Thinking Anglicans

ACC-16 – ACNS reports

Updated

Since the close of this month’s meeting of the Anglican Consultative Council the Anglican Communion News Service has published a number of articles about its work, including these, all by Gavin Drake.

Reformation and unity in ACC’s ecumenical resolutions
Provinces urged to adopt Anglican Communion Sunday
Central Africa applied “embassy” protocol for ACC’s visiting female priests
Anglican Consultative Council adopts 45 resolutions by assent
Men and boys have role in fight for gender justice

Update

Before the ACC meeting, ACNS published this video: Gender justice and the Anglican Communion.

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JCF
JCF
5 years ago

“There are several people who would ordain women to the priesthood tomorrow if they were together as one mind of the Province. That is part of the sacrificial waiting, sacrificial giving”

Argh, this CANARD again. Christianity talks about Christ and Christ-like OFFERING of “sacrifice”. Not IMPOSING it, which is what is going on here (women having their divine calls sacrificed by a male hierarchy exerting Power-Over).

Lorenzo
5 years ago

‘ACC adopts 45 resolutions by assent’. Well, this really brightened up my morning. just like the Primates’ resolutions. Does anyone in any of your parishes even know who they are? Can we stop paying for this nonsense now?

Father David
Father David
5 years ago

How encouraging to have such an upbeat and positive response to the Lusaka gathering from the Canadian delegate. How unusual to have a glass half full report concerning the Anglican Communion when more often than not we usually have negative glass half empty or even glass totally drained responses. I look forward,one day, in eager anticipation to a “cup runneth over” report about the world wide Anglican Communion

Jim Naughton
Jim Naughton
5 years ago

Rod, you have read the ACNS story on the resolutions pretty much as I have, as an effort to say that nobody actually voted on anything except the ACC’s carbon footprint. This report has ACC members I have spoken to wondering why they were repeatedly asked to raise their hands if they were in favor or opposed to something. At some point an argument can become too silly to be worth winning, and I think the argument about the “consequences” has passed that point.

James Byron
James Byron
5 years ago

“… female bishops who toe the establishment line with regard to same sex marriage …” Ah yes, the leaders of the campaign for equal ordination, women who boldly took on the establishment, women who marched and lobbied and protested; but women who, the moment they got what they wanted, dropped their radicalism and parroted the exact same rhetoric that’d been used against them. I support equal ordination, of course I do, and many campaigners support equality across the board: but given the wholesale abandonment of LGBT people by its leading lights the moment they donned the purple, let’s not pretend… Read more »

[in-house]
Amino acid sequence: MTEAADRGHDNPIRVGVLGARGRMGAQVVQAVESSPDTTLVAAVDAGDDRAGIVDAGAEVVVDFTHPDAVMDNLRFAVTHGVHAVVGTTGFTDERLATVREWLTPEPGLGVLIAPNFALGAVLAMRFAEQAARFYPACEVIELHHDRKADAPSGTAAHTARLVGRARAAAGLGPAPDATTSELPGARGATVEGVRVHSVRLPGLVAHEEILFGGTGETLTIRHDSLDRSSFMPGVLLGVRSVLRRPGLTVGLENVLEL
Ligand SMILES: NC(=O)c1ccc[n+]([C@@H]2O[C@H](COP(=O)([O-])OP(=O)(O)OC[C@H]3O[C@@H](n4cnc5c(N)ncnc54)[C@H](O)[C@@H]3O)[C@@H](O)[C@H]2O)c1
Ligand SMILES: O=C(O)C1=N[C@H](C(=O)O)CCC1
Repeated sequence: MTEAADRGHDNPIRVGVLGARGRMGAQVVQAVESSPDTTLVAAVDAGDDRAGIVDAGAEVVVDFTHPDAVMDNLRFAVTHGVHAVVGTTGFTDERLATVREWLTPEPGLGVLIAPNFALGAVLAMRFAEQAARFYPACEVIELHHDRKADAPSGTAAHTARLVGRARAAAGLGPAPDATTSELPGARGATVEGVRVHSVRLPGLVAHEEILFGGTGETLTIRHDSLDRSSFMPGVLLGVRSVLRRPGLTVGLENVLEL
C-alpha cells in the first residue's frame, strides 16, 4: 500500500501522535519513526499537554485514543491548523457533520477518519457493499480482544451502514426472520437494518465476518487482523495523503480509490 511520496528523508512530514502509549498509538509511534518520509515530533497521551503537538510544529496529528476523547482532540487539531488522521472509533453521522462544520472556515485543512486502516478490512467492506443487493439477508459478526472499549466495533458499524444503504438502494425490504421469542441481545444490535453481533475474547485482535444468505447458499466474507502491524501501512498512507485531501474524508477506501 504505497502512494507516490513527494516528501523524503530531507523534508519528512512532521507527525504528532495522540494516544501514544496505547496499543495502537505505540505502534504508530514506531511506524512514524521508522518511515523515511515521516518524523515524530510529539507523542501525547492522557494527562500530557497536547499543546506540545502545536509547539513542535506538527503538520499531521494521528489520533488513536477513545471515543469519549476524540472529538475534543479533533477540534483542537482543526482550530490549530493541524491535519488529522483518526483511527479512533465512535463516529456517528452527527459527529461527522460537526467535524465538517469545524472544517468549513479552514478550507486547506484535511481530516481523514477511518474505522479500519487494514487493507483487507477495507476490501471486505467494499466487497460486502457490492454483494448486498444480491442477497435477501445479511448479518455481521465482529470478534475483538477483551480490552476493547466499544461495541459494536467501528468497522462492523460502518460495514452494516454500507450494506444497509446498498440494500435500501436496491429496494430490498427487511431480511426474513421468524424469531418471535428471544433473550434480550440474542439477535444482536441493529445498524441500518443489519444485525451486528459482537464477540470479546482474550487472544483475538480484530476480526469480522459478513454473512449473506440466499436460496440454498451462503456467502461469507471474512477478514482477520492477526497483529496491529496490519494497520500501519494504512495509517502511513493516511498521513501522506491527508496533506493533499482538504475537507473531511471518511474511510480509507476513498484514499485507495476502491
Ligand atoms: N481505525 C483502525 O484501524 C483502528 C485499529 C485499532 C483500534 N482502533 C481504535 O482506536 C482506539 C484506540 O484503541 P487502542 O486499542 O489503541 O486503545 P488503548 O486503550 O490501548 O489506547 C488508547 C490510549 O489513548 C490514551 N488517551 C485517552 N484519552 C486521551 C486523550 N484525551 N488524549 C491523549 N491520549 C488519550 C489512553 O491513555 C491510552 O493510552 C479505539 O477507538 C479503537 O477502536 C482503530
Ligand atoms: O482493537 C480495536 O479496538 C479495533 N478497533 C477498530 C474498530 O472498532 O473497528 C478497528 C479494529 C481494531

S Cooper
S Cooper
5 years ago

How great Canada filed a happy report! Is that the same Anglican Church in Canada which is not going forward with gay marriage? How happy in the acc…

Susannah Clark
5 years ago

James Byron raises a valuable point: how many of the women consecrated as bishops are willing to cross the line on the collective position that gay and lesbian couples cannot share the joys, blessings and affirmations afforded to heterosexual couples? Human rights intersect, and are indivisible… because their suppression nearly always comes from the same problem with power and an embedded system of power. You can’t really champion women’s rights but not the rights of gay and lesbian people, (not to forget other minorities). If women simply gain consecration to become part of an establishment that repudiates gay and lesbian… Read more »

James Byron
James Byron
5 years ago

Rod, I used the gendered term ’cause you referred specifically to female bishops: if you’d referred to the entire bench, I’d have used a gender-neutral term.

As it happens, one of the worst offenders is George Carey, who called opposition to equal ordination heresy, while overseeing Lambeth ’98.

Susannah has it dead on: equality’s indivisible. Selective equality is nonsensical, and regardless of gender, many bishops have been craven, in England certainly, but also in Canada, in Australia, in every province that ran from equality so they could run with the crowd.

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